Tall in height and tall in stature - that's how I would describe Mr Narayan Rao.
I first met Narayan Rao when I was working at Star TV (in those days all the content for Star News was produced by NDTV), but I really got to know him when I quit STAR and set up NDTV Media.
His background was fascinating; he started his career as a journalist, went on to join the Indian Revenue Service and then got back to media to help Prannoy and Radhika build NDTV. He stuck with Prannoy and Radhika thru thick and thin. His integrity and loyalty to his friends were unquestionable.
An amazing human being who could charm you with his infectious smile and humour, he had a baritone voice and for many who don't know, it is his voice you will hear on the channel that says - This is NDTV and you are watching NDTV 24/7.
His sheer personality, all 6.5 feet of it, could be intimidating, but he was all heart. He was a man for all seasons. He had an innate ability to handle the most complex of situations delicately and deal with people across all spheres, industries and government, from the lowest rung to the head honcho. He was a brilliant administrator.
To me he was always Mr Rao until one day he insisted I started calling him Narayan. He was someone I deeply admired, loved and respected.
Narayan was a good listener and even if he couldn't give you a solution, the fact that he listened to you and showed empathy would make you feel lighter. He was someone you could easily confide in and somebody you could trust. He was the go-to person for many people at NDTV.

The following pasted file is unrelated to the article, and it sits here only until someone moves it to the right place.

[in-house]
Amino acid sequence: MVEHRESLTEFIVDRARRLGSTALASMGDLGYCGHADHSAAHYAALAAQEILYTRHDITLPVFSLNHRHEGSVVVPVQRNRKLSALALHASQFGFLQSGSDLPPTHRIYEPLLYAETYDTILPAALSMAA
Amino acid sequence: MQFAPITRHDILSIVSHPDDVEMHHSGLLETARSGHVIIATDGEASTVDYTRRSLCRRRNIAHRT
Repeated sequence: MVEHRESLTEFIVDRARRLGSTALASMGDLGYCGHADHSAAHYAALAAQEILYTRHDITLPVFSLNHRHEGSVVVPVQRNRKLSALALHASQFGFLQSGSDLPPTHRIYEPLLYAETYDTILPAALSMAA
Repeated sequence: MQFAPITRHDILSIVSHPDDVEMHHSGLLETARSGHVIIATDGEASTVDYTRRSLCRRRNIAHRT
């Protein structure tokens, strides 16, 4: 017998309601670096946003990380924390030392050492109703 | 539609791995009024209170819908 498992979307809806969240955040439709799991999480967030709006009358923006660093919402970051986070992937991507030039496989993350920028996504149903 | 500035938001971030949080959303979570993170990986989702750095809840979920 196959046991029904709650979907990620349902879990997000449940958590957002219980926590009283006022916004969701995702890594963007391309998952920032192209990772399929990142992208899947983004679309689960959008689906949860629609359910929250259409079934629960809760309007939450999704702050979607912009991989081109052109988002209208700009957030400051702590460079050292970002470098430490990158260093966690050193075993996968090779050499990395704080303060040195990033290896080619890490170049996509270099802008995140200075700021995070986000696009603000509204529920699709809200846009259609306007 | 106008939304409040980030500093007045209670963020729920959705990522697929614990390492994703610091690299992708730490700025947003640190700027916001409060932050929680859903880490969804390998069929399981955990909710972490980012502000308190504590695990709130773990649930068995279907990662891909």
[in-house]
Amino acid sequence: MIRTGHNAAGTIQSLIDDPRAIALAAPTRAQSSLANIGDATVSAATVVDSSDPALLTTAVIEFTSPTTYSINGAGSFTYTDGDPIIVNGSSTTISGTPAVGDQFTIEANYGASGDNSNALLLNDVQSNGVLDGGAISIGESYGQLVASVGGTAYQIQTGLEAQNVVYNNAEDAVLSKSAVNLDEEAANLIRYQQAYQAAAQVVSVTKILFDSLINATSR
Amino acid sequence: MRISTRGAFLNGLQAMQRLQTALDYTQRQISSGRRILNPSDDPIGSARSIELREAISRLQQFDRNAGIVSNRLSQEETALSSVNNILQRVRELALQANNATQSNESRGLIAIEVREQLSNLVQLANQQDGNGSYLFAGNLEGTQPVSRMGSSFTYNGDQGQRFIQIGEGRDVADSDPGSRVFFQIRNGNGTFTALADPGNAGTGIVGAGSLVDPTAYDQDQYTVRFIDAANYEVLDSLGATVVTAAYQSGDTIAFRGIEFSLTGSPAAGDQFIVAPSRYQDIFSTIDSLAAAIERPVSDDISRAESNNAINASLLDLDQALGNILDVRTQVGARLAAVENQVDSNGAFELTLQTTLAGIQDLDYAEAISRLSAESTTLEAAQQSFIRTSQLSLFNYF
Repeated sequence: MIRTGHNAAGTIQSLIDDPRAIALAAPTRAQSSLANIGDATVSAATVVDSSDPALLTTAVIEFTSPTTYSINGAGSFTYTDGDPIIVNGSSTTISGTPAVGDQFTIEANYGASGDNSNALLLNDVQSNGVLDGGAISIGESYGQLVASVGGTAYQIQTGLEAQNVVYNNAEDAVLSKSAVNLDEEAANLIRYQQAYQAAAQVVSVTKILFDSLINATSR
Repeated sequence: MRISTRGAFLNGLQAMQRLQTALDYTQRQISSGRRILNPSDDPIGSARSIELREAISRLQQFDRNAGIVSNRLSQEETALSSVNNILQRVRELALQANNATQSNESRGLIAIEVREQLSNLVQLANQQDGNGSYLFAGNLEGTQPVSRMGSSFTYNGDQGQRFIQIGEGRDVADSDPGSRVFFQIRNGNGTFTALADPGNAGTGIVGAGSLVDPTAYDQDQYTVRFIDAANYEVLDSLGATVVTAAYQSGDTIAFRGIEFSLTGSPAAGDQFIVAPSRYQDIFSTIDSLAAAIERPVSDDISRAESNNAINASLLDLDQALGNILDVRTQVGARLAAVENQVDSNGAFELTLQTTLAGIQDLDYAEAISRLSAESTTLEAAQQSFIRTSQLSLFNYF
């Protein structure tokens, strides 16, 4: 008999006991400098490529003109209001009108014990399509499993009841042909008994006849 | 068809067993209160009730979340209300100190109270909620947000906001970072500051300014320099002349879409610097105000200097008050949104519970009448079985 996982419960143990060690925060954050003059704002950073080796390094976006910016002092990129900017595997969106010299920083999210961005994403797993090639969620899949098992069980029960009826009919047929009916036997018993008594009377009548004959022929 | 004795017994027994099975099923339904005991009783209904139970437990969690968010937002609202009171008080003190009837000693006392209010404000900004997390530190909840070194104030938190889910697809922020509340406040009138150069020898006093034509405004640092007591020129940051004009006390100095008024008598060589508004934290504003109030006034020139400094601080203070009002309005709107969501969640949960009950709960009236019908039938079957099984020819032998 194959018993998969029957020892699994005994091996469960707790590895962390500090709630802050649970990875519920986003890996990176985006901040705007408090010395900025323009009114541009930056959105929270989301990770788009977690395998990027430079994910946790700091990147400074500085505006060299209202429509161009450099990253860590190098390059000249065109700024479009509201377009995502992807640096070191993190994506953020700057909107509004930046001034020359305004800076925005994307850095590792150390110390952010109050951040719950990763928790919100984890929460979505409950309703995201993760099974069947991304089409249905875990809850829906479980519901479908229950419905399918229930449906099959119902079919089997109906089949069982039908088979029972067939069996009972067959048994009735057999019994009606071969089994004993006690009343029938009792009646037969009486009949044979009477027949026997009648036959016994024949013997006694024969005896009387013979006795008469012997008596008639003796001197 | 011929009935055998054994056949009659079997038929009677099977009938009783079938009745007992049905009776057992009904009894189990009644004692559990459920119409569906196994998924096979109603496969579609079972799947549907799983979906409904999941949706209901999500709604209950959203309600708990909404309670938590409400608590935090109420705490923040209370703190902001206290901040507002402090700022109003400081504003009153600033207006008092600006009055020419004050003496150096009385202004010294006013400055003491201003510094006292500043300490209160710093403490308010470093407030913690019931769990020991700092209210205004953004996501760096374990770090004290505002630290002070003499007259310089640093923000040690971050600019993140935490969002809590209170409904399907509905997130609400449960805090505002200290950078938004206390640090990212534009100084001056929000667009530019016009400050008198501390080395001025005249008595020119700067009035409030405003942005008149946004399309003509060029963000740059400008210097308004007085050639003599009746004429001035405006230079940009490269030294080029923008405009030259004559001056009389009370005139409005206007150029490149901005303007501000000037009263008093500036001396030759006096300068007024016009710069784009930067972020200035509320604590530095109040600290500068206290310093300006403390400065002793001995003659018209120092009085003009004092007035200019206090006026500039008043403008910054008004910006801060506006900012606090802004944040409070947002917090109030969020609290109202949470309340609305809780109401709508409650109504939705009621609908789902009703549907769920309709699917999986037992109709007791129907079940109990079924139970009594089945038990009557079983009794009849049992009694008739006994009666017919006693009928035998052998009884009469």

Even in the tensest situations I have not seen Narayan get angry. He would maintain his cool and lighten the situation with his infectious laughter. Yet he would make his point and hold on to his views.
He was very sophisticated in his demeanour and very charismatic. He loved his whiskey and could chat with you for hours over a long drink.
Narayan had many stories to tell of his father, Gen K V Krishna Rao when he was in Army and also as the Governor of Jammu & Kashmir. I have fond memories of many evenings spent together listening to his stories.
What I will never ever forget was when I was going through my court battle with Star TV, Narayan Rao made it a point to fly to Mumbai and be with me for every court hearing. He gave me the moral support and strength (during those turbulent nine months) I so desperately needed at that time. I will always be grateful to him for that gesture.
The last I met Narayan was at an industry meet in Mumbai when he told me about his cancer. I did not realise that it would get to him so quickly. My only regret is I couldn't make it for his son's wedding in spite of having booked my plane tickets and hotel stay. Nor did I make an effort to go and spend any quality time with him knowing he was suffering from cancer. A regret I will have to live with.
When I got a message saying he is no more, for a moment I was in disbelief. I am still shocked and numb. My prayers are with Renu, his wife, and his sons.
Narayan, I only wish I had told you how much I admired and loved you when you were alive.
I will miss you a lot, Sir!
The author of this article is Raj Nayak, chief operating officer, Viacom18.